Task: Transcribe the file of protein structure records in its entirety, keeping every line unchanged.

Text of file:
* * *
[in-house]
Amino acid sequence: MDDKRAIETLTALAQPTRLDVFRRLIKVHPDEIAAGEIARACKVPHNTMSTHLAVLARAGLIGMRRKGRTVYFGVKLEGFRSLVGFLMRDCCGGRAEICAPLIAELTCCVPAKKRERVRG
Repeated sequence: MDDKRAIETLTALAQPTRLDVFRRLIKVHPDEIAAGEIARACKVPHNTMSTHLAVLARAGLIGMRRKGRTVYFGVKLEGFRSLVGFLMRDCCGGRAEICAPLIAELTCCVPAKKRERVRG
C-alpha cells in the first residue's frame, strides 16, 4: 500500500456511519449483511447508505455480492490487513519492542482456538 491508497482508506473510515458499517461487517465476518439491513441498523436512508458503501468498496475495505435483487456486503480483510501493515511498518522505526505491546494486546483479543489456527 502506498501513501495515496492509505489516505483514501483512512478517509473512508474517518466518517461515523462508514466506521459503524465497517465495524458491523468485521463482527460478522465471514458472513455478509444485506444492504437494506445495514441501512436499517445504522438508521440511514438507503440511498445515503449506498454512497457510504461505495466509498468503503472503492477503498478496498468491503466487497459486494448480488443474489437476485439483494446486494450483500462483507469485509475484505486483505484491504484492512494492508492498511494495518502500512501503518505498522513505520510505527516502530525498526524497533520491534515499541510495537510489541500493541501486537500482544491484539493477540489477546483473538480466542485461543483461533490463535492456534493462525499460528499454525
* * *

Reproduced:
[in-house]
Amino acid sequence: MDDKRAIETLTALAQPTRLDVFRRLIKVHPDEIAAGEIARACKVPHNTMSTHLAVLARAGLIGMRRKGRTVYFGVKLEGFRSLVGFLMRDCCGGRAEICAPLIAELTCCVPAKKRERVRG
Repeated sequence: MDDKRAIETLTALAQPTRLDVFRRLIKVHPDEIAAGEIARACKVPHNTMSTHLAVLARAGLIGMRRKGRTVYFGVKLEGFRSLVGFLMRDCCGGRAEICAPLIAELTCCVPAKKRERVRG
C-alpha cells in the first residue's frame, strides 16, 4: 500500500456511519449483511447508505455480492490487513519492542482456538 491508497482508506473510515458499517461487517465476518439491513441498523436512508458503501468498496475495505435483487456486503480483510501493515511498518522505526505491546494486546483479543489456527 502506498501513501495515496492509505489516505483514501483512512478517509473512508474517518466518517461515523462508514466506521459503524465497517465495524458491523468485521463482527460478522465471514458472513455478509444485506444492504437494506445495514441501512436499517445504522438508521440511514438507503440511498445515503449506498454512497457510504461505495466509498468503503472503492477503498478496498468491503466487497459486494448480488443474489437476485439483494446486494450483500462483507469485509475484505486483505484491504484492512494492508492498511494495518502500512501503518505498522513505520510505527516502530525498526524497533520491534515499541510495537510489541500493541501486537500482544491484539493477540489477546483473538480466542485461543483461533490463535492456534493462525499460528499454525